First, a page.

Data_Sheet_1_Use of Baseline 18F-FDG PET/CT to Identify Initial Sub-Volumes Associated With Local Failure After Concomitant Chemoradiotherapy in Locally Advanced Cervical Cancer.docx
Introduction: Locally advanced cervical cancer (CC) patients treated by chemoradiotherapy (CRT) have a significant local recurrence rate. The objective of this work was to assess the overlap between the initial high-uptake sub-volume (V1) on baseline 18F-fluorodeoxyglucose (FDG) positron emission tomography/computed tomography (PET/CT) scans and the metabolic relapse (V2) sites after CRT in locally advanced CC.
Methods: PET/CT performed before treatment and at relapse in 21 patients diagnosed with LACC and treated with CRT were retrospectively analyzed. CT images at the time of recurrence were registered to baseline CT using the 3D Slicer TM Expert Automated Registration module. The corresponding PET images were then registered using the corresponding transform. The fuzzy locally adaptive Bayesian (FLAB) algorithm was implemented using 3 classes (one for the background and the other two for tumor) in PET1 to simultaneously define an overall tumor volume and the sub-volume V1. In PET2, FLAB was implemented using 2 classes (one for background, one for tumor), in order to define V2. Four indices were used to determine the overlap between V1 and V2 (Dice coefficients, overlap fraction, X = (V1nV2)/V1 and Y = (V1nV2)/V2).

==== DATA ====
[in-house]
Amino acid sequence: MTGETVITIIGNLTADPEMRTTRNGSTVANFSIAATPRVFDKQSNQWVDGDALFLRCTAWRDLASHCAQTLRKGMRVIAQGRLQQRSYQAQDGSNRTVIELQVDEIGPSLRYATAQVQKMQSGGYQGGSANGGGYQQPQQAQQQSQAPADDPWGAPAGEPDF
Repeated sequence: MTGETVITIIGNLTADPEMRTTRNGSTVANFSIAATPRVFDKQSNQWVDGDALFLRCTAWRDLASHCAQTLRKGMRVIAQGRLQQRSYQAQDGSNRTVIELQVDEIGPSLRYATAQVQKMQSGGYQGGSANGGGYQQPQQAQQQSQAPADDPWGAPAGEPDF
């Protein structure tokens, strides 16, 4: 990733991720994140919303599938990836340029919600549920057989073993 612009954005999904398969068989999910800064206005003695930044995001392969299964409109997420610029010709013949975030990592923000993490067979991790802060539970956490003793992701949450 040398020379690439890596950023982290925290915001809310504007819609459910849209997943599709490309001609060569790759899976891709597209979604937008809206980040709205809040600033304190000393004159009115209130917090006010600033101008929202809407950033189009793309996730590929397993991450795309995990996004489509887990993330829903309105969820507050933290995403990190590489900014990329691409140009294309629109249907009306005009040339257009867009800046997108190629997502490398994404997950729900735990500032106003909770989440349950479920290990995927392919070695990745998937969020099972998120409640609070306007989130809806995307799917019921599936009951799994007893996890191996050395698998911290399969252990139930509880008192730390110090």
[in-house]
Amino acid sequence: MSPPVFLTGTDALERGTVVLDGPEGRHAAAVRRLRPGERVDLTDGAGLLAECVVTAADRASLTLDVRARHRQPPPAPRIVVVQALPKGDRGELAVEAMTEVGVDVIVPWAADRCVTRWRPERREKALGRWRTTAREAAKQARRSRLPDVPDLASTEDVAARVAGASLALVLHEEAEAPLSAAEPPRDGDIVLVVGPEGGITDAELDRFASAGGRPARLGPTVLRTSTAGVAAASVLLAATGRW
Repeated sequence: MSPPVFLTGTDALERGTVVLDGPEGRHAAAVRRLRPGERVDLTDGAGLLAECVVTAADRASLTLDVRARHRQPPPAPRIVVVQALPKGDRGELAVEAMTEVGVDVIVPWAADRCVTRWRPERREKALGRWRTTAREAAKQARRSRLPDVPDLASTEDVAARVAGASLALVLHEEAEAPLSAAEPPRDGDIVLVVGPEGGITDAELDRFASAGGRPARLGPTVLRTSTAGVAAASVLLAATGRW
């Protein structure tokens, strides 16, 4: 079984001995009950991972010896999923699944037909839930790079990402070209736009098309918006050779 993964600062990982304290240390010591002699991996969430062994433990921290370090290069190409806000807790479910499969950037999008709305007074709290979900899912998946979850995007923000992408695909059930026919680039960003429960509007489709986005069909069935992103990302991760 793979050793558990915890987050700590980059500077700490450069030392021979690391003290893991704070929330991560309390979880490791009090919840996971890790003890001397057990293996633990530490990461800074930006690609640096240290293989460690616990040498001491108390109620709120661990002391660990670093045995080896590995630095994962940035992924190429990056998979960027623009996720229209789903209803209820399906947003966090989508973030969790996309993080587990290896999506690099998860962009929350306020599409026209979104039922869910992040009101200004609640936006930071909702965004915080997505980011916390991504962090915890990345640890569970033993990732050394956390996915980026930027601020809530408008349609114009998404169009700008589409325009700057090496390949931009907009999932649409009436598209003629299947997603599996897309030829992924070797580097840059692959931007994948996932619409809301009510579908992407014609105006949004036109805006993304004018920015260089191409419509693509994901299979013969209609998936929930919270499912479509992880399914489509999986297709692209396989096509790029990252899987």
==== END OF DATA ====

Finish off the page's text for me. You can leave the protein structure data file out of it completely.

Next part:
Results: The mean (±standard deviation) follow-up was 26 ± 11 months. The measured overlaps between V1 and V2 were moderate to good according to the four metrics, with 0.62–0.81 (0.72 ± 0.05), 0.72–1.00 (0.85 ± 0.10), 0.55–1.00 (0.73 ± 0.16) and 0.50–1.00 (0.76 ± 0.12) for Dice, overlap fraction, X and Y, respectively.
Conclusion: In our study, the overlaps between the initial high-uptake sub-volume and the recurrent metabolic volume showed moderate to good concordance. These results now need to be confirmed in a larger cohort using a more standardized patient repositioning procedure for sequential PET/CT imaging, as there is potential for RT dose escalation exploiting the pre-treatment PET high-uptake sub-volume.
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